20 Minutes With Trent Bosch archive
Tuesday 6 July 2010
Tegan Foley speaks to Trent Bosch whose inspiration for his contemporary and stylised turnings comes from many mediums
1. Your work is very stylised, contemporary and incorporates many mediums, where do you get the inspiration for your pieces?
Inspiration can come from many sources. For me, it has always been my family and my experiences that inspire my work. Simple, everyday events can give me ideas. I have a particular affinity for organic forms and I pay a lot of attention to surfaces - contrasts in surface - and to colour. It is important to point out that I work in series, starting with the initial concept and working through it over a period of time. A number of pieces allow me to refine each concept to where it is hopefully working how I'd like it to.
2. If you could invite anyone in the world to an afternoon of turning with you, who would it be and why?
My kids. There is nothing better than spending time in the shop with my kids. It is so fun to see the pride they have in their accomplishments when they make something tangible. They have no preconceived notions; they just like to make things.
3. You've combined turning, carving and many more techniques into your work, what techniques are you currently experimenting with?
I have a body of work that I have been working on for quite a few years now, in which I have turned and carved a wooden piece. I would like to make that same exact piece in a variety of mediums. Primarily, I am using casting and such materials as bronze, paper, ceramics and carbon fibre. It has been very time-consuming learning to become proficient in many techniques. Definitely a work in progress.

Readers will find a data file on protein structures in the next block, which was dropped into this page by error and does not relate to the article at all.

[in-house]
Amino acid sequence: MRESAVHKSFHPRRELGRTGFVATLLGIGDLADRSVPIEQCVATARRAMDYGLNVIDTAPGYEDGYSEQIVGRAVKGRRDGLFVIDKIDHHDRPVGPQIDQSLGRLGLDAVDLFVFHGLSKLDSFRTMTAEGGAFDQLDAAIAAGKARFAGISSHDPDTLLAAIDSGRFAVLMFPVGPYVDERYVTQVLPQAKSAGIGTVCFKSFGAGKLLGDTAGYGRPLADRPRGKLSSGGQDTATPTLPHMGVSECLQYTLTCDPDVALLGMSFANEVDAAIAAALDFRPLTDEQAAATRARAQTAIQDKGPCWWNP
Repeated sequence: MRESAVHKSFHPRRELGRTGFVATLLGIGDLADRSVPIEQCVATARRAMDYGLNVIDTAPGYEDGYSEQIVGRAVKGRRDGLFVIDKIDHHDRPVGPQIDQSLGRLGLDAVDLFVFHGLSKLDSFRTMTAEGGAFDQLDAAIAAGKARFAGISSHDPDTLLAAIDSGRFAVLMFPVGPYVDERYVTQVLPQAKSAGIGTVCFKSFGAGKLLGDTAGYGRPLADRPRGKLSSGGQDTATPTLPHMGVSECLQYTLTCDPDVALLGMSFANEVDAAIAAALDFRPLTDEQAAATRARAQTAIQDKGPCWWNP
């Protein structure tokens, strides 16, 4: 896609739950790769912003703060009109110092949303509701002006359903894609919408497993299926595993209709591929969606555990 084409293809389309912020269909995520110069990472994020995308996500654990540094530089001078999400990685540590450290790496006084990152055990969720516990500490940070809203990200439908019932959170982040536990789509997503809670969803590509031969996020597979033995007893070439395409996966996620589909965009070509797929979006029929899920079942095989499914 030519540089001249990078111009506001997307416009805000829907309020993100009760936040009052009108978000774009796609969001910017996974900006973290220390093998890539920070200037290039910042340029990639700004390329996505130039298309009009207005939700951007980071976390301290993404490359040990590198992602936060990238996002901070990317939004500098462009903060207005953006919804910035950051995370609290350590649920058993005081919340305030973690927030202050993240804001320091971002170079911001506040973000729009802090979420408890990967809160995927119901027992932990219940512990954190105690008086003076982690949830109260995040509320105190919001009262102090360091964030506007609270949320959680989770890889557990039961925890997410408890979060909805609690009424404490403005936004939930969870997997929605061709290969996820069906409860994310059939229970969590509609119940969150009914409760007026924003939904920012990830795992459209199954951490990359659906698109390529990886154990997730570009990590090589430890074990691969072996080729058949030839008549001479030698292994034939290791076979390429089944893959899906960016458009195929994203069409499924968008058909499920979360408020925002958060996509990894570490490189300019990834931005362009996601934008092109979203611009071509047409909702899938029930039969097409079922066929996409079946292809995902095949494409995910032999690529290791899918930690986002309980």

4. What is your current like and dislike?
I would have to say I dislike turning dry wood, but I really like turning wet wood.
5. If you could change one thing relating to turning, what would it be and why?
That is a tough one. If wood were more flexible that would open up some opportunities for me.
6. With regards what to your career do date, what regrets do you have, if any?
No regrets. It has been a fun time!
7. Who are the turners you most admire, and why?
There is a long list but at the top of my list would be David Ellsworth. When I first decided to choose woodturning as a career there were very few people I could look to who had done the same - David was one of them. He gave me the confidence to pursue woodturning as a professional.
8. What book and what music are you into at the moment?
I primarily read technical articles about concepts or materials I am trying to figure out how to figure out. As far as music is concerned, I like a wide variety.
9. You teach, manufacture tools and, of course, turn - what new ventures do you see yourself exploring?
I will continue to develop new ideas in my work as well as new tools that make creating the work I want to make possible. I also spend a lot of time figuring out how to have a sustainable lifestyle.
10. What do you think the future holds for turning?
The future for turning is wide open. It will continue to evolve and I believe many artistic works will be viewed as fine art. I also think turning will continue to be used as a form of therapy, to take your mind off day-to-day life and give people a productive release. More and more people will discover the joy of woodturning!